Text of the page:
For everyone going to Iran, Esfahan is a certain stop, and it’s one of the places that you will remember for a long time. The Persians called it “Nesf-e-Jahan”, meaning “Half World”. From 1592 to 1722, Esfahan was the Capital of Persia.
The city covered with beautiful hand-painted tiling and the magnificent public square.
Esfahan is one of the Iran’s top tourist destination for good reason. Its profusion of tree-lined boulevards, Persian gardens and important Islamic buildings gives it a visual appeal unmatched by any other Iranian city, and the many artisans working here underpin its reputation as a living museum of traditional culture. Walking through the historic bazaar, over the picturesque bridges and across the Unesco-listed central square are sure to be highlights of a holiday.
This elegant mosque, with its iconic blue-tiled mosaics and its perfect proportions, forms a visually stunning monument at the head of Esfahan's main square. Unblemished since its construction 400 years ago, it stands as a monument to the vision of Shah Abbas I and the accomplishments of the Safavid dynasty. The mosque's crowning dome was completed in 1629, the last year of the reign of Shah Abbas.
The Jameh complex is a veritable museum of Islamic architecture while still functioning as a busy place of worship. Showcasing the best that nine centuries of artistic and religious endeavour has achieved, from the geometric elegance of the Seljuks to the more florid refinements of the Safavid era, a visit repays time spent examining the details – a finely carved column, delicate mosaics, perfect brickwork. Covering more than 20,000 sq metres, this is the biggest mosque in Iran.
Hemmed on four sides by architectural gems and embracing the formal fountains and gardens at its centre, this wondrous space is a spectacle in its own right. It was laid out in 1602 under the reign of the Safavid ruler, Shah Abbas the Great, to signal the importance of Esfahan as a capital of a powerful empire. Cross the square on a clear winter's day and it's a hard heart that isn't entranced by its beauty.
Built as a pleasure pavilion and reception hall, using the Achaemenid-inspired talar (columnar porch) style, this beautifully proportioned palace is entered via an elegant terrace that perfectly bridges the transition between the Persian love of gardens and interior splendour. The 20 slender, ribbed wooden pillars of the palace rise to a superb wooden ceiling with crossbeams and exquisite inlay work. Chehel Sotun means ‘40 pillars’ – the number reflected in the long pool in front of the palace.
One of Iran’s most historic and fascinating bazaars, this sprawling covered market links Naqsh-e Jahan (Imam) Sq with the Masjed-e Jameh. At its busiest in the mornings, the bazaar’s arched passageways are topped by a series of small perforated domes, each spilling shafts of light onto the commerce below. While the oldest parts of the bazaar (those around the mosque) are more than a thousand years old, most of what can be seen today was built during Shah Abbas’ ambitious expansions of the early 1600s. Nazhvan Cultural & Recreational Resort This huge park on the outskirts of Esfahan encompasses a large complex of attractions that makes a pleasant contrast to Esfahan's intense city experience. The park includes the Birds Garden (IR180,000), the Esfahan Aquarium (IR500,000), a Sea Shell Museum (IR150,000), a Reptile House (IR150,000) and a Butterfly Collection (IR80,000). Each attraction is charged separately and there is no combined ticket.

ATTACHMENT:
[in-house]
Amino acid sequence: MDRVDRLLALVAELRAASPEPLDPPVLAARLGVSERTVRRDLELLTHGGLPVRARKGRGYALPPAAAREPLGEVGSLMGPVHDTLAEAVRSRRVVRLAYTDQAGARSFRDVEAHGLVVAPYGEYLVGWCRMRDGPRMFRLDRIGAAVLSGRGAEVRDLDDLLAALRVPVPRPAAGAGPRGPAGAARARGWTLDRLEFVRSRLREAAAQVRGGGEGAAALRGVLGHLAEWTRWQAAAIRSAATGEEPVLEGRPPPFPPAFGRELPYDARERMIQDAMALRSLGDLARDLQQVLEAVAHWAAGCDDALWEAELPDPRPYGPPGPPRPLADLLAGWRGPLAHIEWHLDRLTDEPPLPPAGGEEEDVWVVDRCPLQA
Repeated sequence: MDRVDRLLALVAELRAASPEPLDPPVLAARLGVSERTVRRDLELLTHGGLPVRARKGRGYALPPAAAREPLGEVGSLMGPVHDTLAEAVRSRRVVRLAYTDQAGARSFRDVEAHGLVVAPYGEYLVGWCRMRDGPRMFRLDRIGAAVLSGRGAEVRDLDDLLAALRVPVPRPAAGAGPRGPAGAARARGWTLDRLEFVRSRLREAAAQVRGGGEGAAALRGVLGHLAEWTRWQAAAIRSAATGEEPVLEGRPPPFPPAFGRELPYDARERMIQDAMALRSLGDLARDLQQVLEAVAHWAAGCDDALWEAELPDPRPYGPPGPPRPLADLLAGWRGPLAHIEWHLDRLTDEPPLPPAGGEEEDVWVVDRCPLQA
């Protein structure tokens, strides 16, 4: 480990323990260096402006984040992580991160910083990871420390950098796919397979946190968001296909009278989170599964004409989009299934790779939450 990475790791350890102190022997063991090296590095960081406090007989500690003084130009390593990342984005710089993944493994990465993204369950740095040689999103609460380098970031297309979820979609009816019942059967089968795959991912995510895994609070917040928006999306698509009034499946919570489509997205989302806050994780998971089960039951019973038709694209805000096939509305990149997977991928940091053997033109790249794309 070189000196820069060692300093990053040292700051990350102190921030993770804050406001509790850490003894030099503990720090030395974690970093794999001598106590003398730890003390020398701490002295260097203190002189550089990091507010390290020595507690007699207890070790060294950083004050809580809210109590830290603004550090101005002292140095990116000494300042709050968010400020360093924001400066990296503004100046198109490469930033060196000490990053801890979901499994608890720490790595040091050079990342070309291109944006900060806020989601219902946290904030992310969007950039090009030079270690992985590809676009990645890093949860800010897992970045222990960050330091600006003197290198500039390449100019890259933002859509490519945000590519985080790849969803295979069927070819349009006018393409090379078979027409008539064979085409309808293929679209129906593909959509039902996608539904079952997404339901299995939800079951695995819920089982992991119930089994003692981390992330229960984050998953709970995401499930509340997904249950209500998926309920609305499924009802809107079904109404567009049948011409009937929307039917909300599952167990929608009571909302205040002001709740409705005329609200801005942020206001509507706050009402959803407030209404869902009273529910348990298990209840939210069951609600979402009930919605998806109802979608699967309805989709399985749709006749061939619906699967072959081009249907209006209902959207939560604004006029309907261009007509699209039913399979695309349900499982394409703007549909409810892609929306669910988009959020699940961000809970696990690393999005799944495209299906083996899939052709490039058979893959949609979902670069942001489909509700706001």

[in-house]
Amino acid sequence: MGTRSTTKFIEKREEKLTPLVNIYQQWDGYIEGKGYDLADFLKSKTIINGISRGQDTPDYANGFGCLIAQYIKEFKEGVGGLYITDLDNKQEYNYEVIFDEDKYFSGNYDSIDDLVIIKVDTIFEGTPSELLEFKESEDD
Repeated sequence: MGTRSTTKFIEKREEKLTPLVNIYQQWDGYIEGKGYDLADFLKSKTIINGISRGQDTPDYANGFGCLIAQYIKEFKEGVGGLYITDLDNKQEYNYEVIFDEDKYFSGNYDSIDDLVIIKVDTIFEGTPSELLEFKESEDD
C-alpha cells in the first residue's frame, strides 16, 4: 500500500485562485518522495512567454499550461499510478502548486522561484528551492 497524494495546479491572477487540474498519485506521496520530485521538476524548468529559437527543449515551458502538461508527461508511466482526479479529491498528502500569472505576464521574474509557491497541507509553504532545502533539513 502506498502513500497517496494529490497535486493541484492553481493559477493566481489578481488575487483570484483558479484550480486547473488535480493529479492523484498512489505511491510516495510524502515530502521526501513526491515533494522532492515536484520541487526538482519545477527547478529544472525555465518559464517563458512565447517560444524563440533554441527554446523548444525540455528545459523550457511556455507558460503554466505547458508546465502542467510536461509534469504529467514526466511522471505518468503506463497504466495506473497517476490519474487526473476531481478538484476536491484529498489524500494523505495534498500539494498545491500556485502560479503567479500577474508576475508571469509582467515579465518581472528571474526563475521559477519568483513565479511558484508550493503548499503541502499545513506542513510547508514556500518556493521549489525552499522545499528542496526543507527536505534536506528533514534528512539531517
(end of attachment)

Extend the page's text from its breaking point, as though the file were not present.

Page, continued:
Punctuating the middle of the arcades that hem Esfahan's largest square, this study in harmonious understatement complements the overwhelming richness of the larger mosque, Masjed-e Shah, at the head of the square. Built between 1602 and 1619 during the reign of Shah Abbas I, it was dedicated to the ruler’s father-in-law, Sheikh Lotfollah, a revered Lebanese scholar of Islam who was invited to Esfahan to oversee the king’s mosque (now the Masjed-e Shah) and theological school.
Built at the very end of the 16th century as a residence for Shah Abbas I, this six-storey palace also served as a monumental gateway to the royal palaces that lay in the parklands beyond (Ali Qapu means ‘Gate of Ali’). Named after Abbas’ hero, the Imam Ali, it was built to make an impression, and at six storeys and 38m tall, with its impressive elevated terrace featuring 18 slender columns, it dominates one side of Naqsh-e Jahan (Imam) Sq.
There are few better ways to spend an afternoon than strolling along the Zayandeh River, crossing back and forth on the river's 11 bridges – or even meandering along the often empty riverbed itself. Such a stroll is especially pleasant at sunset and in the early evening when most of the bridges, five of which date back to the Safavid era, are brilliantly lit.
Arguably the finest of Esfahan’s bridges, with traces of the original paintings and tiles that decorated its double arcade still visible, Pol-e Khaju was built by Shah Abbas II in about 1650, but a bridge is believed to have crossed the waters here since the time of Tamerlane. The bridge is as much a meeting place as a bearer of traffic and at nighttime Esfahanis gather under the arches to sing: those with the most convincing voices (or indeed songs) attract sizeable crowds.